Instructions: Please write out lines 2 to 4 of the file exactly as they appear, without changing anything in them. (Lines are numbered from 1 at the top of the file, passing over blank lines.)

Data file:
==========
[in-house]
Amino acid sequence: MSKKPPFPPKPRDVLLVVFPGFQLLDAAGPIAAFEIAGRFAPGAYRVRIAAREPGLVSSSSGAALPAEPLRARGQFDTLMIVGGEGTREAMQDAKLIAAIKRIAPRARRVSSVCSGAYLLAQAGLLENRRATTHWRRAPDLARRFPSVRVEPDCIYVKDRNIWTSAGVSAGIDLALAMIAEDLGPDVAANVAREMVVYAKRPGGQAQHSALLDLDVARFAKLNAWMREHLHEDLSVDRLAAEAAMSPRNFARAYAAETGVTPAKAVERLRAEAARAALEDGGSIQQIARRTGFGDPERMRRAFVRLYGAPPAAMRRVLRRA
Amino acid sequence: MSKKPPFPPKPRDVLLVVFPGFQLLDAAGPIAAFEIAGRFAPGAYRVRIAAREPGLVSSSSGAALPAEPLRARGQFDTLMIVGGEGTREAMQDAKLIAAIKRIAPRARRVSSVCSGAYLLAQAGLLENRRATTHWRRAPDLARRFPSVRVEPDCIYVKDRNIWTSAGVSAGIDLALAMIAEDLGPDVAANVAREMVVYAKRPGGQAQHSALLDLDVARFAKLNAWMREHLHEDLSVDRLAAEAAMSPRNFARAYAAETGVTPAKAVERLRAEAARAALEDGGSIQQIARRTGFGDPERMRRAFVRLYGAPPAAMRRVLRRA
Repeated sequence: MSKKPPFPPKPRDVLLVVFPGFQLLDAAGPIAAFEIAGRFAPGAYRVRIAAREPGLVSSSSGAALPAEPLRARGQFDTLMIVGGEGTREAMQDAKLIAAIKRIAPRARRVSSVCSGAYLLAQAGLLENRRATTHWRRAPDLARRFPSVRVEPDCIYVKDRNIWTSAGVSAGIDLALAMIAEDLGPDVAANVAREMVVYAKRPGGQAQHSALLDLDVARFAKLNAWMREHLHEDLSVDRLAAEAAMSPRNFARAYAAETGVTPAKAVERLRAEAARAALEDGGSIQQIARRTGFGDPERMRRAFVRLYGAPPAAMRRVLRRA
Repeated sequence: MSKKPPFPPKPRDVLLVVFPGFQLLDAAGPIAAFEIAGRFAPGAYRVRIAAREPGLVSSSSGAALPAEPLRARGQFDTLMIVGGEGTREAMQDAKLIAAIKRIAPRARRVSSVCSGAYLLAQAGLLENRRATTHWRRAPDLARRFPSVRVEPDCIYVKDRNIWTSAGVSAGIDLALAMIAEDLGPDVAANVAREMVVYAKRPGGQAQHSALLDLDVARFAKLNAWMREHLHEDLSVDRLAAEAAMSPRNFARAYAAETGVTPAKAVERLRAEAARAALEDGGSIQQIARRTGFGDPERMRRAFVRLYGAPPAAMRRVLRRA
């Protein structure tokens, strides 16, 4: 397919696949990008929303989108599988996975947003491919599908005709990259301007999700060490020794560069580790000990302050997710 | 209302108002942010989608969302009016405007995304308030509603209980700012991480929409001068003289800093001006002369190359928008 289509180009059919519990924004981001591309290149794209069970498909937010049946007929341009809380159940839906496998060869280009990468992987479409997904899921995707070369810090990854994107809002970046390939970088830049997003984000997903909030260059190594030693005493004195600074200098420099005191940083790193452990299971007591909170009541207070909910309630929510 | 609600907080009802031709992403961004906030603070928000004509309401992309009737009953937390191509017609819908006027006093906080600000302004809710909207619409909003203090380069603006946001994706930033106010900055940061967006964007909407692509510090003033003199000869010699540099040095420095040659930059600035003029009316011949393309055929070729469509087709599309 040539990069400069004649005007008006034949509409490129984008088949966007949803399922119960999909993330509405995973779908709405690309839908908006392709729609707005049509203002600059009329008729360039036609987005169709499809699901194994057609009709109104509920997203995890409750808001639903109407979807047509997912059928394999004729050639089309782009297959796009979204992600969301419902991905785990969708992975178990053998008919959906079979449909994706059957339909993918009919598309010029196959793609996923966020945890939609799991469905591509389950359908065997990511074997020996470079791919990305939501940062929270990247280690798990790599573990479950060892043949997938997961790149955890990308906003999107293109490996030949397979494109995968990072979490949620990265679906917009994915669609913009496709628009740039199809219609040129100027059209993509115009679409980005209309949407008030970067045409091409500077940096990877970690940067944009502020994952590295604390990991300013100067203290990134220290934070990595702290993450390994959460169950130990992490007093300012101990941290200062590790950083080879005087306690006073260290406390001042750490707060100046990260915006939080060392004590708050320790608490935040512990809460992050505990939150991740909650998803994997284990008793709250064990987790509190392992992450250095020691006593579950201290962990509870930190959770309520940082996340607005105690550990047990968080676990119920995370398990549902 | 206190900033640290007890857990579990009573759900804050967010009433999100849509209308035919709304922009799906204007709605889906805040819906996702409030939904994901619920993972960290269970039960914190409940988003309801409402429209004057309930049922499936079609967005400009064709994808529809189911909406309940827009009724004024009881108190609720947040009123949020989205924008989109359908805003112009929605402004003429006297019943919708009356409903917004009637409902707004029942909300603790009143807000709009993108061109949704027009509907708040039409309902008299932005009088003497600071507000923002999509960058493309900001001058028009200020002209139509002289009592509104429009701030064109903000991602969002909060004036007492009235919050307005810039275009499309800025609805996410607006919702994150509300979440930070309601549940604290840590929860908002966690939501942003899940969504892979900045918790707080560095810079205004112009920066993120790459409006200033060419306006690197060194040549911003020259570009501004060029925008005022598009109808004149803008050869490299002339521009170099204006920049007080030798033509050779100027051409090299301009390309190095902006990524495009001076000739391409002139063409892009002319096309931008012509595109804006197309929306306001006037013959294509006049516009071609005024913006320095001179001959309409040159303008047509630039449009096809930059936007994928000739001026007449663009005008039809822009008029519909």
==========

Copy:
Amino acid sequence: MSKKPPFPPKPRDVLLVVFPGFQLLDAAGPIAAFEIAGRFAPGAYRVRIAAREPGLVSSSSGAALPAEPLRARGQFDTLMIVGGEGTREAMQDAKLIAAIKRIAPRARRVSSVCSGAYLLAQAGLLENRRATTHWRRAPDLARRFPSVRVEPDCIYVKDRNIWTSAGVSAGIDLALAMIAEDLGPDVAANVAREMVVYAKRPGGQAQHSALLDLDVARFAKLNAWMREHLHEDLSVDRLAAEAAMSPRNFARAYAAETGVTPAKAVERLRAEAARAALEDGGSIQQIARRTGFGDPERMRRAFVRLYGAPPAAMRRVLRRA
Amino acid sequence: MSKKPPFPPKPRDVLLVVFPGFQLLDAAGPIAAFEIAGRFAPGAYRVRIAAREPGLVSSSSGAALPAEPLRARGQFDTLMIVGGEGTREAMQDAKLIAAIKRIAPRARRVSSVCSGAYLLAQAGLLENRRATTHWRRAPDLARRFPSVRVEPDCIYVKDRNIWTSAGVSAGIDLALAMIAEDLGPDVAANVAREMVVYAKRPGGQAQHSALLDLDVARFAKLNAWMREHLHEDLSVDRLAAEAAMSPRNFARAYAAETGVTPAKAVERLRAEAARAALEDGGSIQQIARRTGFGDPERMRRAFVRLYGAPPAAMRRVLRRA
Repeated sequence: MSKKPPFPPKPRDVLLVVFPGFQLLDAAGPIAAFEIAGRFAPGAYRVRIAAREPGLVSSSSGAALPAEPLRARGQFDTLMIVGGEGTREAMQDAKLIAAIKRIAPRARRVSSVCSGAYLLAQAGLLENRRATTHWRRAPDLARRFPSVRVEPDCIYVKDRNIWTSAGVSAGIDLALAMIAEDLGPDVAANVAREMVVYAKRPGGQAQHSALLDLDVARFAKLNAWMREHLHEDLSVDRLAAEAAMSPRNFARAYAAETGVTPAKAVERLRAEAARAALEDGGSIQQIARRTGFGDPERMRRAFVRLYGAPPAAMRRVLRRA